Some correct fixes for this are combinations of RAID, backups, a filesystem that checksums data and metadata (BTRFS, WAFL, ZFS). Limping along on half knackered drives is probably one of the worst things you can do.

more than 3 years ago
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The Wi-Fi Hacking Neighbor From Hell

beezly Re:Would MAC address filtering counter this proble (584 comments)

MAC address filtering is useless against a determined attacker. Your best bet is a WPA2 PSK with a long key, unless you fancy setting up WPA2 Enterprise.

more than 3 years ago
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Kuwait Bans DSLR Cameras Use For Non-Journalists

beezly Re:funny and ironic (446 comments)

Or, instead of thinking better of mugging little old ladies, Mike now carries a gun himself. Because he's a drug-addict, he doesn't adopt the same decent moral stance that you do on the use of guns. He's quite happy to shoot, because he's a used to an environment where little old ladies are legally able to pull out a gun and shoot him in the face.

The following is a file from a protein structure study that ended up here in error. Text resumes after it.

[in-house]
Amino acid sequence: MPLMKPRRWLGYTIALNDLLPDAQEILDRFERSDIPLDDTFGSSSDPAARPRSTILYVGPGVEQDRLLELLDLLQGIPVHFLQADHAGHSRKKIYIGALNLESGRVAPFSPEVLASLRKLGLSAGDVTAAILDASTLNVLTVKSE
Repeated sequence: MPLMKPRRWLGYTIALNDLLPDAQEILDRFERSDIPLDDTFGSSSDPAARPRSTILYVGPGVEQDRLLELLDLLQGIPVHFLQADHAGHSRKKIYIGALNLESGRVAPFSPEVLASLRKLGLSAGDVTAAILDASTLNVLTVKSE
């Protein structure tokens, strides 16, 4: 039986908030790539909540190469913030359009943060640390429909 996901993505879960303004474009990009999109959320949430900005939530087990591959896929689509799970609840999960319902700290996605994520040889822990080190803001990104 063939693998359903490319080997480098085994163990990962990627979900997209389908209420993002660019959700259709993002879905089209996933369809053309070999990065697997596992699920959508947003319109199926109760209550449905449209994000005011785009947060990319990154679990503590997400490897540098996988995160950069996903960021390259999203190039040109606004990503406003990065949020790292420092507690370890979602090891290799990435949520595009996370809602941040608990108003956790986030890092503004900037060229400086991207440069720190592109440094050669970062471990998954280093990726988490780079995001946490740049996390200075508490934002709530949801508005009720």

It's my belief that by permitting guns as part of normal everyday society, an arms-race is started. The "bad guys" aren't worried about the legal use or ownership of guns (they're the bad guys remember, what's the problem with breaking just one more law!), so they're nearly always 1 step ahead.

about 4 years ago
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Sprint Revealed Customer GPS Data 8 Million Times

beezly Re:I'm immune! (315 comments)

Most cell towers are not omni-directional, they are segmented. It's quite common to have 3 or 6 separate segments on a cell.